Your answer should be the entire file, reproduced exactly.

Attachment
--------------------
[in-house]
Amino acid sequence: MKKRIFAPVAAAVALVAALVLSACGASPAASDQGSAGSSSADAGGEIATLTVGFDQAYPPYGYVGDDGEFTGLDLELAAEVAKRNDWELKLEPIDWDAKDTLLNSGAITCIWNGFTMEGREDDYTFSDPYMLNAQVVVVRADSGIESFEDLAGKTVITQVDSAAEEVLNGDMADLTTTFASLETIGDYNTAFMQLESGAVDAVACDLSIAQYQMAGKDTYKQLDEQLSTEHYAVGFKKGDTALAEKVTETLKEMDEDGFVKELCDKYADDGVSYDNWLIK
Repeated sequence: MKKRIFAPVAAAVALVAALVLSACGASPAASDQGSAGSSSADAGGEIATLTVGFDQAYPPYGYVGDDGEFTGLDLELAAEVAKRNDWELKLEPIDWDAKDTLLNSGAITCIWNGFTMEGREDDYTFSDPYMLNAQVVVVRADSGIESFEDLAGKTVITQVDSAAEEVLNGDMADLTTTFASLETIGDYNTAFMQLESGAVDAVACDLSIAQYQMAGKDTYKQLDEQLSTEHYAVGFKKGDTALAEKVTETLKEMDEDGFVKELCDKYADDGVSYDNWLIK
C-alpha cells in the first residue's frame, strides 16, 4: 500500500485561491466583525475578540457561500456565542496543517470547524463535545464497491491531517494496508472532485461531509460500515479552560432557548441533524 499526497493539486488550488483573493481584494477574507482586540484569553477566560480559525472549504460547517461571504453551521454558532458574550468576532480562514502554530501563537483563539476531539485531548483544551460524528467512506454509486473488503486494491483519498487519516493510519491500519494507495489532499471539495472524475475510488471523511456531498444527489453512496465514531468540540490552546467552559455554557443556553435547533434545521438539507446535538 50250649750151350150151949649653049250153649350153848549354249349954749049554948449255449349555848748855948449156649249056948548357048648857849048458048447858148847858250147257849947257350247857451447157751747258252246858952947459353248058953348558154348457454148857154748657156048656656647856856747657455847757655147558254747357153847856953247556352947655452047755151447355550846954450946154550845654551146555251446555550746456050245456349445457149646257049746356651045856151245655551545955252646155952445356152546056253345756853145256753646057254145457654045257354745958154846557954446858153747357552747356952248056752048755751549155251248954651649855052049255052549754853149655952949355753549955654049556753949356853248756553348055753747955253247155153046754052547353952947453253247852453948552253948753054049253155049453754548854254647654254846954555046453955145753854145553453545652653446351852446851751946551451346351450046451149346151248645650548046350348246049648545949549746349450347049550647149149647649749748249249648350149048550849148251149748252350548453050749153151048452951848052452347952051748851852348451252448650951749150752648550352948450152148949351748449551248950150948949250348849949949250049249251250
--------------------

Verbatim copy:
[in-house]
Amino acid sequence: MKKRIFAPVAAAVALVAALVLSACGASPAASDQGSAGSSSADAGGEIATLTVGFDQAYPPYGYVGDDGEFTGLDLELAAEVAKRNDWELKLEPIDWDAKDTLLNSGAITCIWNGFTMEGREDDYTFSDPYMLNAQVVVVRADSGIESFEDLAGKTVITQVDSAAEEVLNGDMADLTTTFASLETIGDYNTAFMQLESGAVDAVACDLSIAQYQMAGKDTYKQLDEQLSTEHYAVGFKKGDTALAEKVTETLKEMDEDGFVKELCDKYADDGVSYDNWLIK
Repeated sequence: MKKRIFAPVAAAVALVAALVLSACGASPAASDQGSAGSSSADAGGEIATLTVGFDQAYPPYGYVGDDGEFTGLDLELAAEVAKRNDWELKLEPIDWDAKDTLLNSGAITCIWNGFTMEGREDDYTFSDPYMLNAQVVVVRADSGIESFEDLAGKTVITQVDSAAEEVLNGDMADLTTTFASLETIGDYNTAFMQLESGAVDAVACDLSIAQYQMAGKDTYKQLDEQLSTEHYAVGFKKGDTALAEKVTETLKEMDEDGFVKELCDKYADDGVSYDNWLIK
C-alpha cells in the first residue's frame, strides 16, 4: 500500500485561491466583525475578540457561500456565542496543517470547524463535545464497491491531517494496508472532485461531509460500515479552560432557548441533524 499526497493539486488550488483573493481584494477574507482586540484569553477566560480559525472549504460547517461571504453551521454558532458574550468576532480562514502554530501563537483563539476531539485531548483544551460524528467512506454509486473488503486494491483519498487519516493510519491500519494507495489532499471539495472524475475510488471523511456531498444527489453512496465514531468540540490552546467552559455554557443556553435547533434545521438539507446535538 50250649750151350150151949649653049250153649350153848549354249349954749049554948449255449349555848748855948449156649249056948548357048648857849048458048447858148847858250147257849947257350247857451447157751747258252246858952947459353248058953348558154348457454148857154748657156048656656647856856747657455847757655147558254747357153847856953247556352947655452047755151447355550846954450946154550845654551146555251446555550746456050245456349445457149646257049746356651045856151245655551545955252646155952445356152546056253345756853145256753646057254145457654045257354745958154846557954446858153747357552747356952248056752048755751549155251248954651649855052049255052549754853149655952949355753549955654049556753949356853248756553348055753747955253247155153046754052547353952947453253247852453948552253948753054049253155049453754548854254647654254846954555046453955145753854145553453545652653446351852446851751946551451346351450046451149346151248645650548046350348246049648545949549746349450347049550647149149647649749748249249648350149048550849148251149748252350548453050749153151048452951848052452347952051748851852348451252448650951749150752648550352948450152148949351748449551248950150948949250348849949949250049249251250